We have the premiere for the forthcoming Hologram Teen twin track release ‘Marsangst’ and its flipside ‘Hex these Rules’ .
Hologram Teen, for the uninitiated among you, is the alter ego of former Stereolab-er Morgane Lhote who on occasion has come to describe her sound as techno krautrock citing motorik pop, 70’s horror, space prog and disco as its keynote drivers.
It’s fair to say that the forthcoming twin track from Hologram Teen through the happy robots imprint, coming in a 300 only pink wax edition, isn’t quite equipped with the immediacy of her debuting Deep Distance offering from the tail end of last year. Yet while you might initially raise an eyebrow to this, there’s no escaping the fact that its cut so insidiously kooky and infectious, that you don’t immediately realise that just while you’ve been put under siege by its fried electro powerhouse motifs, that it’s managed to blind side you taking up residence in your headspace. Into the bargain decorating the gaff in vividly vibrant fluorescent swirly collages that impishly reveal differently with each passing glance. Whereupon its delayed aftershocks only surface in an unguarded moment when you find yourself disturbed by its pinball ricochets pinging furiously within the grey matter.
Ridiculously trippy ‘Marsangst’ is an 80’s adoring Balearic binary bop pill that harvests elements of Moroder, Yello, Tom Tom Club and forgotten rapscallions the Cuban Boys into its thirsty mainframe and shocks them through the club cool grooving of an Arthur Baker terra-forming tumble dryer. Only to drop them into the surreally playful funk fused Dadaist dimpled game world of Nintendo and Game Boy all observed and mind controlled, as were, by the omnipresent hard wired hive mind of a ‘Tour de France’ era Kraftwerk.
Admittedly, our favoured side is the flip where looms ‘Hex these Rules’ which should prove a Festival fanfare for the coming summer season and takes its core ground template from a subtle toning of Ryan Paris’ 80’s hit ‘La Dolce Vita’. As it deliriously mutates across a shape-shifting sound board that courts and chimes to the funk struck hybridisation of Agents aren’t Aeroplanes, classic era ZTT, Air and John Lurie , sumptuously distils said gathering into a subtle psychotropic lunar located floor thumping solar Studio 54 setting with a particularly playful Add N to X furiously scrambling about doing naughty things to the sound decks.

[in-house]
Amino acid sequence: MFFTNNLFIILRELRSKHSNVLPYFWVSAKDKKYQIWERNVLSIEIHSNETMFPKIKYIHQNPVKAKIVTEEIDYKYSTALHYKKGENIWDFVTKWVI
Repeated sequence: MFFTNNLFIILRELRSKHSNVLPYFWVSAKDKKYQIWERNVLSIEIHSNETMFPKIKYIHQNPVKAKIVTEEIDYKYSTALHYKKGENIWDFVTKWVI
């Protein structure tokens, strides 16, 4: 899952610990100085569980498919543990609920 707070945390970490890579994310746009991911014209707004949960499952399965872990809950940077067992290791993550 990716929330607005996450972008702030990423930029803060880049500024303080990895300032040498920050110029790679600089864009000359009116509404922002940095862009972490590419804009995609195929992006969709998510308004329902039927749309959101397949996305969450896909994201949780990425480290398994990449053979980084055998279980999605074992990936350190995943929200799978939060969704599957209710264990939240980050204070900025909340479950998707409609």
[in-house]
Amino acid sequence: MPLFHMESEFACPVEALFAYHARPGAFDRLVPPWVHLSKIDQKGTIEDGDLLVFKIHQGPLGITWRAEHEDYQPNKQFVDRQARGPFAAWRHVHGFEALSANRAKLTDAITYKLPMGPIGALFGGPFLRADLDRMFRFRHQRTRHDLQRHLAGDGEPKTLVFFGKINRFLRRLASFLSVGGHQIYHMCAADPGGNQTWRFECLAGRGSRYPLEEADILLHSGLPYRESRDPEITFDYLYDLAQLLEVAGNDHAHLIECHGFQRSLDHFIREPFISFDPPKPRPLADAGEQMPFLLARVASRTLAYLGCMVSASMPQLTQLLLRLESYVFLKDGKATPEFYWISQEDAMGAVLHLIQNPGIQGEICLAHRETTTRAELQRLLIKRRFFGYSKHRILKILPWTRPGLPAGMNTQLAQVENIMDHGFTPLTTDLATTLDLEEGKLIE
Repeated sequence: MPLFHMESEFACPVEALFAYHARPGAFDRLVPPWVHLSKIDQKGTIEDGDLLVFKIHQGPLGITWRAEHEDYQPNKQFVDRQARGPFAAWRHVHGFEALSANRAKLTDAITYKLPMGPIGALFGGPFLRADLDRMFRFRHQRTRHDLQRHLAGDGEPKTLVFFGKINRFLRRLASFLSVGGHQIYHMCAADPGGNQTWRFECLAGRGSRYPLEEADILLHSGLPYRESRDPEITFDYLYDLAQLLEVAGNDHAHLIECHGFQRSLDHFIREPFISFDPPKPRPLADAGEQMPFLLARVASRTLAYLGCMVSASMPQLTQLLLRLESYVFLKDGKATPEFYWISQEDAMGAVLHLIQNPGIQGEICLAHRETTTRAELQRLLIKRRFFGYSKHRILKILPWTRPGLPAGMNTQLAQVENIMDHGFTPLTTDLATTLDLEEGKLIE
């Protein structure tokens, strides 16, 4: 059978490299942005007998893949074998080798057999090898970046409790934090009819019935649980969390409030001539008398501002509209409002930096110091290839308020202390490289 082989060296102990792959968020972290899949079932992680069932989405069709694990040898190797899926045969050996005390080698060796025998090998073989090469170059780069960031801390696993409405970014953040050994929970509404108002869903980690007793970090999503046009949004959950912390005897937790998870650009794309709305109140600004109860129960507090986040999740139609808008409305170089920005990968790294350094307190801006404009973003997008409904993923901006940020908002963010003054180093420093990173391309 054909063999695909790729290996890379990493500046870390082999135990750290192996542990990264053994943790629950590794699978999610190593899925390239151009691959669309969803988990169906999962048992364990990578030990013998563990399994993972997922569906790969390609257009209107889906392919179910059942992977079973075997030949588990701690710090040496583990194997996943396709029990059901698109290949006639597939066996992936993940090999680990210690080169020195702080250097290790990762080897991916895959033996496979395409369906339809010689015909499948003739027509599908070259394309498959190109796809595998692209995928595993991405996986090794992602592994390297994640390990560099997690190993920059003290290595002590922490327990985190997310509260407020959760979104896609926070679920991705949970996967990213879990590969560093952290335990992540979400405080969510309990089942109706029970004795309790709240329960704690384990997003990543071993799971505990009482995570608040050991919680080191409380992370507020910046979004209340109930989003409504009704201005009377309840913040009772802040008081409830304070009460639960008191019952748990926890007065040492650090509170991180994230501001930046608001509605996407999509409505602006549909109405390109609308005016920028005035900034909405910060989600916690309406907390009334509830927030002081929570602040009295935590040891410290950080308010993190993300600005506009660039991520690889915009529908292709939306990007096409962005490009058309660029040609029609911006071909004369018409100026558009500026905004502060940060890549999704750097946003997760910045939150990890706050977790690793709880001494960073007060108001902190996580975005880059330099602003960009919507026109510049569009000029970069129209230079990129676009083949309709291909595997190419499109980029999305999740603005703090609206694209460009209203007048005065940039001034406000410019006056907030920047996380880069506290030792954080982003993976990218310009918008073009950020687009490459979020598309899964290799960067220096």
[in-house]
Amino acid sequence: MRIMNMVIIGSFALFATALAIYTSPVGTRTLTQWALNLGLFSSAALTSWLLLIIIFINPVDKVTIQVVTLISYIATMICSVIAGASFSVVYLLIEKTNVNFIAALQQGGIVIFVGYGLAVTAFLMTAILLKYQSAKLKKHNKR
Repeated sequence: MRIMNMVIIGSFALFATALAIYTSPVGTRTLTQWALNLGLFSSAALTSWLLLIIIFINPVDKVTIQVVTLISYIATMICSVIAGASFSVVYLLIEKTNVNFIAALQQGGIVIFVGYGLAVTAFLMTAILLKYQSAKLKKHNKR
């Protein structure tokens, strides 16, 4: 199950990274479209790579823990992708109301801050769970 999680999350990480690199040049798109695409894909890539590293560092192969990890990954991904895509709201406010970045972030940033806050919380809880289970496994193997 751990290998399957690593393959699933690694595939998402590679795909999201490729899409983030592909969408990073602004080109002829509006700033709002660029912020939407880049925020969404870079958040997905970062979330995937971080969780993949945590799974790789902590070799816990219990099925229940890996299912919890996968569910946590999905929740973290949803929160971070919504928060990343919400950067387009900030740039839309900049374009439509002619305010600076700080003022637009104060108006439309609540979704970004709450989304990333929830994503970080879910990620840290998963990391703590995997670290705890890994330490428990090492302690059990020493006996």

Morgane Lhote (aka Hologram Teen) says of the release:
“My first single “Post-Apocalypteacakes” had a dark, horror movie soundtrack feel to it and I felt like working on a more light-hearted Dance track that still had weirder. quirky elements to it. “Marsangst” started as a really sparse techno track with only drums, bass, some compression, and the keyboard riff sample. As I started developing the musical draft and adding different parts, a more sci-fi futuristic vibe started to appear and the German vocal samples definitely lent a more Krautrock feel to the whole proceedings. I liked the concept of a sort of space exile, with somebody stranded on Mars, and the story unfolding alongside creepy keyboards and slowed down vocals.
As soon as I started working on it, I thought of Adam and Happy Robots Records as I thought it would really fit his vision of robotic, electronic pop. I approached him about releasing the single and thankfully he said yes! We go way back from playing gigs together in London in the 2000s so it’s great to work with an old pal who’s on the same musical wavelength. I first wanted quite a simple, two-colored single cover but Adam reminded me that Hologram Teen is a “colorful” act so I went for something much louder and we both agreed on pink vinyl. Funnily enough, Squeeze”s “Cool for Cats was also first released on pink wax in 1979 so it’s a great musical omen. The B side “Hex These Rules” is about sleazy preachers and ABBA going on a bender with Richard Pryor… I was really influenced by Balearic Dance music for that track and the feel good single releases of the Barcelona-based record label Suara.”